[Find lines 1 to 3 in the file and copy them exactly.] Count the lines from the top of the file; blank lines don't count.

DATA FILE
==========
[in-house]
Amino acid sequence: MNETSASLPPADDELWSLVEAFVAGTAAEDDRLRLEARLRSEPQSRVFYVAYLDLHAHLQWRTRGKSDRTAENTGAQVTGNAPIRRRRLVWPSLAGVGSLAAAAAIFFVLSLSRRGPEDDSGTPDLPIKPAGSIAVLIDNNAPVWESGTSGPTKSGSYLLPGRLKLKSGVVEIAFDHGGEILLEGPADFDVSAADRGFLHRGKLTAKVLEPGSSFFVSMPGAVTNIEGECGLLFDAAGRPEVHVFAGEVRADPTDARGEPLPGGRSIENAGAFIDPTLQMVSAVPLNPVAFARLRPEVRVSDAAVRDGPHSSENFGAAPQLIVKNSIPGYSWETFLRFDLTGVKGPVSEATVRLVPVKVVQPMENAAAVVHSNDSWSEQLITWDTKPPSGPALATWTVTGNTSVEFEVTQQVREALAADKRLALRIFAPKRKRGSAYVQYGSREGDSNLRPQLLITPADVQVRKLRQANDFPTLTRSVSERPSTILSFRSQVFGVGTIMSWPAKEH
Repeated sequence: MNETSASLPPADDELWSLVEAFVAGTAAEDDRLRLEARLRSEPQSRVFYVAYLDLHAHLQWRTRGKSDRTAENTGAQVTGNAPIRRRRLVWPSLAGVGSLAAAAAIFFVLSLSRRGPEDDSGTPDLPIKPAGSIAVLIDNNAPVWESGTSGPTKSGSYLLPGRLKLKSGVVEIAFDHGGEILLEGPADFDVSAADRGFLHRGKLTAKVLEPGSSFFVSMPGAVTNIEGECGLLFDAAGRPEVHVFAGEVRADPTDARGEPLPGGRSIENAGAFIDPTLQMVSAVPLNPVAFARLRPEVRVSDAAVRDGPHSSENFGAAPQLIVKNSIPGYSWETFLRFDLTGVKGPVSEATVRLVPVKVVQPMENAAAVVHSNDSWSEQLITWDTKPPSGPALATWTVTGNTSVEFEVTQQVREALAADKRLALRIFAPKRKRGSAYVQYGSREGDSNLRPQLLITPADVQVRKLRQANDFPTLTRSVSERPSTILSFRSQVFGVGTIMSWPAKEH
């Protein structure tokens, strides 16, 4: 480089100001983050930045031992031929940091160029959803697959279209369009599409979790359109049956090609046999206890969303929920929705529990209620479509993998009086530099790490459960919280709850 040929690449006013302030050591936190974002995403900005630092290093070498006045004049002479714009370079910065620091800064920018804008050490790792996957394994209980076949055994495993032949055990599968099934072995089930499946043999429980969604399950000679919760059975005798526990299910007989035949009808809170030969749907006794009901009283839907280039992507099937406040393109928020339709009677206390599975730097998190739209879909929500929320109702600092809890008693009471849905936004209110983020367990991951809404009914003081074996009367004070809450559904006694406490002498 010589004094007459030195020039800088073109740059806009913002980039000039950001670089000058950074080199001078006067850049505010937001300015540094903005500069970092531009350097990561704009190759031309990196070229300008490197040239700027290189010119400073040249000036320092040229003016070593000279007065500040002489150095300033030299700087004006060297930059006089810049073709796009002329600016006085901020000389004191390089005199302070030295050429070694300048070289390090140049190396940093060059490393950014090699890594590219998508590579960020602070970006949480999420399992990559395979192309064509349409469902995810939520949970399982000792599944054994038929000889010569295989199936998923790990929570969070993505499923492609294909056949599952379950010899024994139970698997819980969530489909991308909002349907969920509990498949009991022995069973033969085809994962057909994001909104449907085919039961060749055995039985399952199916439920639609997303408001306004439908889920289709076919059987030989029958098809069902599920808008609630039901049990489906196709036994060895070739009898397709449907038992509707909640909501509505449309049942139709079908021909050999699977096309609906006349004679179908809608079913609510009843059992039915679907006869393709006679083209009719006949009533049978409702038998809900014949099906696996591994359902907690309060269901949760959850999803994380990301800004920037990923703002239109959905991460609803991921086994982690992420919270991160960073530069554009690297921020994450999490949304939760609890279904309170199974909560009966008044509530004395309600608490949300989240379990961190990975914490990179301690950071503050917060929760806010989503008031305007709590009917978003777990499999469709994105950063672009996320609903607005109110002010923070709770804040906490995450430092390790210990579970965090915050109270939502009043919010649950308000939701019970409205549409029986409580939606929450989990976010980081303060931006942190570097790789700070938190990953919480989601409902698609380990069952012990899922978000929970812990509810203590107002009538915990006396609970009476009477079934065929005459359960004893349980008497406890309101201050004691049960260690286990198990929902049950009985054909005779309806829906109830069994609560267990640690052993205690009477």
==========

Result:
[in-house]
Amino acid sequence: MNETSASLPPADDELWSLVEAFVAGTAAEDDRLRLEARLRSEPQSRVFYVAYLDLHAHLQWRTRGKSDRTAENTGAQVTGNAPIRRRRLVWPSLAGVGSLAAAAAIFFVLSLSRRGPEDDSGTPDLPIKPAGSIAVLIDNNAPVWESGTSGPTKSGSYLLPGRLKLKSGVVEIAFDHGGEILLEGPADFDVSAADRGFLHRGKLTAKVLEPGSSFFVSMPGAVTNIEGECGLLFDAAGRPEVHVFAGEVRADPTDARGEPLPGGRSIENAGAFIDPTLQMVSAVPLNPVAFARLRPEVRVSDAAVRDGPHSSENFGAAPQLIVKNSIPGYSWETFLRFDLTGVKGPVSEATVRLVPVKVVQPMENAAAVVHSNDSWSEQLITWDTKPPSGPALATWTVTGNTSVEFEVTQQVREALAADKRLALRIFAPKRKRGSAYVQYGSREGDSNLRPQLLITPADVQVRKLRQANDFPTLTRSVSERPSTILSFRSQVFGVGTIMSWPAKEH
Repeated sequence: MNETSASLPPADDELWSLVEAFVAGTAAEDDRLRLEARLRSEPQSRVFYVAYLDLHAHLQWRTRGKSDRTAENTGAQVTGNAPIRRRRLVWPSLAGVGSLAAAAAIFFVLSLSRRGPEDDSGTPDLPIKPAGSIAVLIDNNAPVWESGTSGPTKSGSYLLPGRLKLKSGVVEIAFDHGGEILLEGPADFDVSAADRGFLHRGKLTAKVLEPGSSFFVSMPGAVTNIEGECGLLFDAAGRPEVHVFAGEVRADPTDARGEPLPGGRSIENAGAFIDPTLQMVSAVPLNPVAFARLRPEVRVSDAAVRDGPHSSENFGAAPQLIVKNSIPGYSWETFLRFDLTGVKGPVSEATVRLVPVKVVQPMENAAAVVHSNDSWSEQLITWDTKPPSGPALATWTVTGNTSVEFEVTQQVREALAADKRLALRIFAPKRKRGSAYVQYGSREGDSNLRPQLLITPADVQVRKLRQANDFPTLTRSVSERPSTILSFRSQVFGVGTIMSWPAKEH